Four new teachers of the practice

The Parker Quartet’s next season episode features the Blodgett Composition Prize performance by one of Harvard University’s graduate students, Jonah Haven’s Laugh Radish at Paine Hall on November 6e at 3:00, with Bartok’s Fifth Quartet and Korngold’s String Sextet (with cellist Raman Ramakrishnan and violist Marcus Thompson). The band’s violinist, Daniel Chong, “…fell completely in love with it. It’s so expressive, charming and lively. It’s romance to a degree that only Korngold can truly do. The Parker Quartet, the first Blodgett Quartet in full-time residence at Harvard University since the residence was established in 1985, recently added a distinction: status as the first to join the University’s main faculty as practice teachers. This means that in addition to presenting a series of four concerts each season, teaching chamber music performance, working with the composition faculty and students, and collaborating with other faculties at the university , the quartet will have the security to undertake longer-term projects that interest them.

It won’t be a tenure-track position, but it’s expected to be for a good period. This is the closest thing to a tenure-track position as if there were no tenure-track positions for string quartets. I understand there is no other quartet position in a university or conservatory like this.

But Harvard wants you to keep shooting and keep having a career and being in the spotlight. Is performing the equivalent of publishing for a more academic teacher?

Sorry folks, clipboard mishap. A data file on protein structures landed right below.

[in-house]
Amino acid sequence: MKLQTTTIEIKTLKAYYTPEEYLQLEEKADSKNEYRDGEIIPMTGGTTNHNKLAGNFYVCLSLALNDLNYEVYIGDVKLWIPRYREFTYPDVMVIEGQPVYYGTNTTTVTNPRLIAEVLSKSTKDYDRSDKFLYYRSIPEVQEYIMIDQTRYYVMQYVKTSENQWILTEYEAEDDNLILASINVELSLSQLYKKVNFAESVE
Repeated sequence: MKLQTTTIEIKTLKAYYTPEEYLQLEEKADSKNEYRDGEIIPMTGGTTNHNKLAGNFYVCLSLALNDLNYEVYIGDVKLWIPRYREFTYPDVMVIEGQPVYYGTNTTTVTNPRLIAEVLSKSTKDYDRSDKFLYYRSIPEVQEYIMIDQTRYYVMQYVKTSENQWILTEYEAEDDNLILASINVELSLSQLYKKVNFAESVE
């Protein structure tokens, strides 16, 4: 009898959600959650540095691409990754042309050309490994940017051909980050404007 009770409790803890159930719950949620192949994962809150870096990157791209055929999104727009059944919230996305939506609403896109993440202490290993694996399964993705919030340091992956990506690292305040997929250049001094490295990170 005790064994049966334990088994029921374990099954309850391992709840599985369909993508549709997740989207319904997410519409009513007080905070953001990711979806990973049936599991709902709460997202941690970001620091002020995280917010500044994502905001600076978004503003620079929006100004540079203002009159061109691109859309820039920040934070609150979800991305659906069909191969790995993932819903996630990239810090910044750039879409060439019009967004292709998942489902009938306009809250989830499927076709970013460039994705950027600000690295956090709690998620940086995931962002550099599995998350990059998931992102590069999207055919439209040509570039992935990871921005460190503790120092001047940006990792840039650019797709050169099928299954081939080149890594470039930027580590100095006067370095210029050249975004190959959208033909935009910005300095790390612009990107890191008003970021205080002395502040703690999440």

DC: Absolutely. What makes our position so unique is that there is so much flexibility and the department is extremely supportive of our touring activities. We are expected to continue to be at the forefront of our field.

This year we celebrate our 20th anniversary with a Beethoven project, which of course includes playing the entire cycle at Buffalo and the University of South Carolina, but beyond that we have several branches of the project to focus on. . One of them commissions six composers to write works in an encore style inspired by Beethoven. Each of the six concerts will include one of these premieres. Some of the composers chose to make specific references to specific Beethoven quartets, others write more broadly through the prism of Beethoven’s language or incorporating certain elements of his compositional style. This part of the project is called “Beethoven: Inspired”.

“Beethoven: In the Community” finds us streaming the performance of the cycle here in Boston, but not in concert halls. We will go deep into the community and perform these quartets for people in places such as hospitals, shelters, youth programs… places where one would not normally expect to hear a Beethoven quartet . Our hope is that we can connect and deepen our relationship with more people in our community by sharing this great music. One of the ways we approach this is to visit multiple places multiple times versus many places once. Our hope is that a series of visits to each location will build stronger bonds with listeners and also give them the chance to truly engage with Beethoven’s music.

The third part of our project will revolve around a series of videos that we are creating. It’s called “Beethoven: Illuminated”. These videos will highlight each of Beethoven’s 16 quartets individually. We will take a closer look, discover the inner workings and demonstrate extraordinary passages from this repertoire. Undoubtedly, historical and theoretical contexts, challenges and what makes each quartet unique will surface. We will post them on our YouTube channel and hope that it can serve as a reference library of some sort. Let’s say there’s a young quartet playing Op. 131 for the first time and they’re interested in knowing what it’s all about before diving in, or music lovers who’ve always been fascinated by Beethoven’s quartets just want to know learn more about what makes them special. These videos are for people like that.